Darkness has never terrified me. After all, it’s all I’ve ever known. My world is a vast eternity of sensation devoid of light, but rich in texture and sound and scents. I can feel you enter the room, I can hear your breath, that surprised intake you make when you first see me. I can only assume that I am somehow different from what you expected.
“Mr. Jeremy Blake?” The tentative question ricochets through the room. I hide the grimace that threatens to twist my face. How absurd, as if there was any need for you to ask. How many blind men are there in the vicinity? In fact, I am perfectly aware that, other than the two of us, the room is empty. Empty rooms feel different, sound different, even smell different.
I stand and extend my hand, gesturing to the vacant chair that I know is opposite mine. “Miss Kipling, please have a seat.” I wait to hear your firmly weighted footsteps cross the floor and I register the sound of the springs in the cushioning of the chair groaning as you settle in. I can tell that you are not a wispy, modern woman.
I sit and listen, you can tell much from a person just by listening. You are nervous, your breathing is fast and light and I can hear you fidget with something, perhaps your clothing or a purse or bag. If you have one of those, it is on your lap, as you have not set it down on the floor or on the seat beside you.
“Miss Kipling, I have been informed that you have something of value that you wish for me to examine.”
“Yes, thank you for seeing… I mean… meeting with me.” Ah, you are uncomfortable with my perceived disability. I don’t see myself as disabled. I am perfectly able and it always shocks me to realise that others see me as less.
“You are welcome.” I have become an expert at brushing over the discomfort. I am no longer amused or offended by the prejudices of the sighted people around me. They can’t help who they are, how they perceive the world, so my becoming upset or offended achieves nothing. “May I see the object?”
I hear the bag on your lap open, a click and a slither of fabric as the fastener gives way. I reach my hand out and a small, heavy object is carefully deposited in my palm. You are exceedingly cautious with it. Your movements tell me that you do not trust that I am able to treat the object with the requisite care and respect. You are, of course, so very wrong, but I don’t say anything.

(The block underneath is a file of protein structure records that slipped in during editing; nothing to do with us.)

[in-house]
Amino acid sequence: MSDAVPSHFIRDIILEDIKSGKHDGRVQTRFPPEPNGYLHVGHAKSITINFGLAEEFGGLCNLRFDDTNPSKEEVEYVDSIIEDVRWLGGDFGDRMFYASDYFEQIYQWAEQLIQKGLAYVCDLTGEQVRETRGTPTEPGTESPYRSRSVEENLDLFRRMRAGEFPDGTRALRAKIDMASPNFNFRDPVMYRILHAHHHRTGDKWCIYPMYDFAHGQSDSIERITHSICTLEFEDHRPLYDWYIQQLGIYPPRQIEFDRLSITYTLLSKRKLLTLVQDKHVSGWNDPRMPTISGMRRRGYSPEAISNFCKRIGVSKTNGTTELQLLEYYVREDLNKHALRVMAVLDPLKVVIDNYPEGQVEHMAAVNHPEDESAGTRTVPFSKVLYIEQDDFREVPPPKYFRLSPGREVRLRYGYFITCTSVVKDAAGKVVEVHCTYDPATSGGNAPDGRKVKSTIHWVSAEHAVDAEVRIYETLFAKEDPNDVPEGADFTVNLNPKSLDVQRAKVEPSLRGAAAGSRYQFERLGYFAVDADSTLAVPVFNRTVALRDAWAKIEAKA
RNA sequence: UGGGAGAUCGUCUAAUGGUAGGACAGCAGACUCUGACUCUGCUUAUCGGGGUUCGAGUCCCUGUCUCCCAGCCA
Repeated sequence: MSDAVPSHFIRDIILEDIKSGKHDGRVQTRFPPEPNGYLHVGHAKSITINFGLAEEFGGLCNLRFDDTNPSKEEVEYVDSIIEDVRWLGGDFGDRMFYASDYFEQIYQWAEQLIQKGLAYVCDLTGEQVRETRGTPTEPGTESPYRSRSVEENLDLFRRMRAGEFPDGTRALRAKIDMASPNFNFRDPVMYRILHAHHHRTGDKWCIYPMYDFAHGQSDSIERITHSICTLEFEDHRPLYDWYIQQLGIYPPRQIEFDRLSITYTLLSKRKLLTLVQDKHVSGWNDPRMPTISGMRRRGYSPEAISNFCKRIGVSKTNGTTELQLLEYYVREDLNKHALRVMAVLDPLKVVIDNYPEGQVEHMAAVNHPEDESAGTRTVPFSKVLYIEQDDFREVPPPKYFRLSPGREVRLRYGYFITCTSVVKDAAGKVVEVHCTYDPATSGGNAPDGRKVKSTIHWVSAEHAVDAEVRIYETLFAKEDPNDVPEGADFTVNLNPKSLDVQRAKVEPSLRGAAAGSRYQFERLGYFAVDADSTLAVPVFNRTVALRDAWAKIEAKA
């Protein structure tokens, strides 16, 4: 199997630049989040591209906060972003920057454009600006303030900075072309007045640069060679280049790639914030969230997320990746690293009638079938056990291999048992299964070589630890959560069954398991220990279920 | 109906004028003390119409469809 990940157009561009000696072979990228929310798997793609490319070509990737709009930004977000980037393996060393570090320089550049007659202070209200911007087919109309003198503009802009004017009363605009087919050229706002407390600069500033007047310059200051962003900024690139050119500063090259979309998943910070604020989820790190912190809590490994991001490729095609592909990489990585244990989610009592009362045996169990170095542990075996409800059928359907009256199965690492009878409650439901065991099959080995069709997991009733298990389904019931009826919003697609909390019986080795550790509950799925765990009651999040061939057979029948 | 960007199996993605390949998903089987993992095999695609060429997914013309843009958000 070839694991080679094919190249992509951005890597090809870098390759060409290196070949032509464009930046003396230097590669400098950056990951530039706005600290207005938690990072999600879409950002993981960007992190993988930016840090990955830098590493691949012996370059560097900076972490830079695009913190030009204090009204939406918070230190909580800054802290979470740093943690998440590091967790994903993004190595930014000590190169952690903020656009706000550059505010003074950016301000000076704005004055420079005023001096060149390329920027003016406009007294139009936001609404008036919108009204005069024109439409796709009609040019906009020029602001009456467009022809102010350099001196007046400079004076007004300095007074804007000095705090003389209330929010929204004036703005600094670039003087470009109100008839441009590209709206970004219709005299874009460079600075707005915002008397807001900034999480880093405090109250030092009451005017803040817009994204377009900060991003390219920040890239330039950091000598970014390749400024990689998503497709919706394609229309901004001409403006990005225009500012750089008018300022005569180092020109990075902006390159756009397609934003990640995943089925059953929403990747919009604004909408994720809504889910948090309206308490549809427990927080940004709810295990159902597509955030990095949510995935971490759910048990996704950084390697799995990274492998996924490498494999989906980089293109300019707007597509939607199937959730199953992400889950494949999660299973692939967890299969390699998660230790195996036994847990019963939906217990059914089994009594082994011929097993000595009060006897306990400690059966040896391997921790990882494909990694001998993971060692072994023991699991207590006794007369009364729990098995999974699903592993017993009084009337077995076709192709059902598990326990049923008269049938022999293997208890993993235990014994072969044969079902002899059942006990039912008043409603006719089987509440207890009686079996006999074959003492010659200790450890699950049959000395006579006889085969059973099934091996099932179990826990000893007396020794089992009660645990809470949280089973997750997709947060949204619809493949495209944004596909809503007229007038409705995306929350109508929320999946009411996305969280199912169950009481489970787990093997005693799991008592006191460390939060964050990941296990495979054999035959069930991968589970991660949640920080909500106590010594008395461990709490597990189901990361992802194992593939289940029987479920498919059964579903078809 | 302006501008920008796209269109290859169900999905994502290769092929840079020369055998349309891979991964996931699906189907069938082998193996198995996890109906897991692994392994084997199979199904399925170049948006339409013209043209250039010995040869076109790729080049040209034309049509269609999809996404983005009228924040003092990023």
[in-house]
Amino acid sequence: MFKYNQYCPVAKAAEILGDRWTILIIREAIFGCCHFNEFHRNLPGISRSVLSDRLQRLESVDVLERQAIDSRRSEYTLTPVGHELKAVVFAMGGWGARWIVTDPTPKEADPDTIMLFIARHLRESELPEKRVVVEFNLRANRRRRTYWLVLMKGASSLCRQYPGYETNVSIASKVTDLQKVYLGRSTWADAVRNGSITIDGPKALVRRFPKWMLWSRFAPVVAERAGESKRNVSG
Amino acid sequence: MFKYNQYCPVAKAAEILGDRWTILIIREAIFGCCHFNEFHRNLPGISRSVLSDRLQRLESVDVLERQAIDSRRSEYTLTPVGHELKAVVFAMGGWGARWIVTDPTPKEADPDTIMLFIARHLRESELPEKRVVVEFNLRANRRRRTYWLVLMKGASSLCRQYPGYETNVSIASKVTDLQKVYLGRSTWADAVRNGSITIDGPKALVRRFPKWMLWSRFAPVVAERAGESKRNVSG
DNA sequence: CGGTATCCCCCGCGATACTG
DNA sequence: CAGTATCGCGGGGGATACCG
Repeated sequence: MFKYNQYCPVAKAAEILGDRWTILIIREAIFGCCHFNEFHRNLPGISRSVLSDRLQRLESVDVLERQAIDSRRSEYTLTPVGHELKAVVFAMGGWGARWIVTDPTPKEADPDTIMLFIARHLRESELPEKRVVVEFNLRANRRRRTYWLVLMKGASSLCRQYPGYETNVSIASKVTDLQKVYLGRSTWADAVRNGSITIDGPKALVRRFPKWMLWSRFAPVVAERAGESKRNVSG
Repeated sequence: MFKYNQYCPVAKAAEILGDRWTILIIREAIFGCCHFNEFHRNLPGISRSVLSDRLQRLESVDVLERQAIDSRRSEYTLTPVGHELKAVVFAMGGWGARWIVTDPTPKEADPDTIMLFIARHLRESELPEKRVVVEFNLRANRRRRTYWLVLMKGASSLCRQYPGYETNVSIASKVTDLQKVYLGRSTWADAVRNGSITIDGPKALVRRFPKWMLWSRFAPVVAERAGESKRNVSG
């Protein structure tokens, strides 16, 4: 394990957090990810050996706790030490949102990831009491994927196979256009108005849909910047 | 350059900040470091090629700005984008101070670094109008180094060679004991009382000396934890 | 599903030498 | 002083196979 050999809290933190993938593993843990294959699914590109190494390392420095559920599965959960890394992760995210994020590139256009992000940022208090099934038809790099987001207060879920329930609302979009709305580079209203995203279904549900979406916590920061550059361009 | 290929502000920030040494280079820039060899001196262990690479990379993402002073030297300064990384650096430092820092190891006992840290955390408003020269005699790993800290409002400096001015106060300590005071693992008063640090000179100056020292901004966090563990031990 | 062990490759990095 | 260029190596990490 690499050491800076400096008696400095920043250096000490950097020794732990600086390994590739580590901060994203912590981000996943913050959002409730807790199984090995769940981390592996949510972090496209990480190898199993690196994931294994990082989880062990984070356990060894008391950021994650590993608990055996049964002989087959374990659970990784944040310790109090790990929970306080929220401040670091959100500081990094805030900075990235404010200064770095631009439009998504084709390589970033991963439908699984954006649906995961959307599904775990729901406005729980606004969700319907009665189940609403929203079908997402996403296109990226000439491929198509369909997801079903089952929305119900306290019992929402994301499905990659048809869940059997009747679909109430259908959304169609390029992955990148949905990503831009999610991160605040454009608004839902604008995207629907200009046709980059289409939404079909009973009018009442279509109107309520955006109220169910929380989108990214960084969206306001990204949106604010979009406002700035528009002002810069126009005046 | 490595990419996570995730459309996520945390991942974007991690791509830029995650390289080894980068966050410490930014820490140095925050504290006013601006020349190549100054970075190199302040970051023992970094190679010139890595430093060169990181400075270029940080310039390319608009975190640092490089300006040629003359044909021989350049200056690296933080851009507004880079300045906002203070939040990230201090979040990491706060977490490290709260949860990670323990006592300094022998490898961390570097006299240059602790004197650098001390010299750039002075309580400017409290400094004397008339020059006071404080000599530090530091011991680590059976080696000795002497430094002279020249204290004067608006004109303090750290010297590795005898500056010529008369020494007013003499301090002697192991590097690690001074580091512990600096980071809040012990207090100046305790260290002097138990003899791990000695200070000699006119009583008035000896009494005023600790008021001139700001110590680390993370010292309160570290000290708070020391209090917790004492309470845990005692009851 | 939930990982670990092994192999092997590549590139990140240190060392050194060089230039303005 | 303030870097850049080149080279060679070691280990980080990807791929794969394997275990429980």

I close my fingers over the object, a locket on a delicate but strong chain. It is smooth, with slightly raised sections and indents making a strange pattern around the circumference. I run my fingers over the markings as I turn the locket in my hands, tracing the pattern from its beginning to its end.
The last time my fingers had seen one of these was at my grandmother’s bedside. I hadn’t seen it since her funeral.
“The picture within the locket, is it a relative of yours?” I ask and I hear the rustling of fabric as you respond. I wait. I need your verbal affirmation because I can’t interpret your body’s response by sound alone. You may have nodded your head, but it also may have been a shake.
You must realise your mistake, because you hurry to respond. “It is of my aunt.”
I run my hands along the rim of the locket. It is hard to tell what is here. The Peripheral Neuropathy that is attacking my hands has caused blind spots. Once my fingers could sense the slightest, most subtle difference in texture, could distinguish a name engraved on the back of a medallion with almost total accuracy. As I aged, and the disease progressed, the accuracy has become less, and I fear the day when I will be truly blind.